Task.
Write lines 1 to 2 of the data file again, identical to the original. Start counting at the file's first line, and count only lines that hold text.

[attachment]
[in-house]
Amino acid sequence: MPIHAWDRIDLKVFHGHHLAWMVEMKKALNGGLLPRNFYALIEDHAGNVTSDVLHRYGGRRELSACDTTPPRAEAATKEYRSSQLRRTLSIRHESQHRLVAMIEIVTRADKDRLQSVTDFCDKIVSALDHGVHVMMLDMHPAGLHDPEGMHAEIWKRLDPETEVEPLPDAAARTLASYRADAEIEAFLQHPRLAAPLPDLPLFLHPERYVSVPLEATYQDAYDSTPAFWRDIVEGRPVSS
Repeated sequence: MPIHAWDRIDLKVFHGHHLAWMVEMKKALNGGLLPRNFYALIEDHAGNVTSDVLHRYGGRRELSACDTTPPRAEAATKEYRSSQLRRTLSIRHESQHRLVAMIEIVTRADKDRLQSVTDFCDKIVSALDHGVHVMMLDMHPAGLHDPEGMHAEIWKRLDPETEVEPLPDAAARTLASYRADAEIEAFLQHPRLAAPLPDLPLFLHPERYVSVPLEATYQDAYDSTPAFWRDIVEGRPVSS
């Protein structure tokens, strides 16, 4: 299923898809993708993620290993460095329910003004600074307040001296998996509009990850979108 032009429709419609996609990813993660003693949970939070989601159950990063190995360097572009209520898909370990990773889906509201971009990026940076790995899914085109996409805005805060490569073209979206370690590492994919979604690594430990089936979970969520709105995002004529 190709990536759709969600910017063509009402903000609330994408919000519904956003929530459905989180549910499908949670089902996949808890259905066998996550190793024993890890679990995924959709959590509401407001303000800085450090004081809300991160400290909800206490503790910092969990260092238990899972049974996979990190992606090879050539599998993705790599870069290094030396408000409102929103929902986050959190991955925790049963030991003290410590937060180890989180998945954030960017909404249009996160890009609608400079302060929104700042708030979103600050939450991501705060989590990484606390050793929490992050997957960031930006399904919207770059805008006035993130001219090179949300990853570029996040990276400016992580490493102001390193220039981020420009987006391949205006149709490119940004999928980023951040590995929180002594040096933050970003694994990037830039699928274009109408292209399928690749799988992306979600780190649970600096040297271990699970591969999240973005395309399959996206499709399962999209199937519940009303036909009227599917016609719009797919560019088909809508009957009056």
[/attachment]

[in-house]
Amino acid sequence: MPIHAWDRIDLKVFHGHHLAWMVEMKKALNGGLLPRNFYALIEDHAGNVTSDVLHRYGGRRELSACDTTPPRAEAATKEYRSSQLRRTLSIRHESQHRLVAMIEIVTRADKDRLQSVTDFCDKIVSALDHGVHVMMLDMHPAGLHDPEGMHAEIWKRLDPETEVEPLPDAAARTLASYRADAEIEAFLQHPRLAAPLPDLPLFLHPERYVSVPLEATYQDAYDSTPAFWRDIVEGRPVSS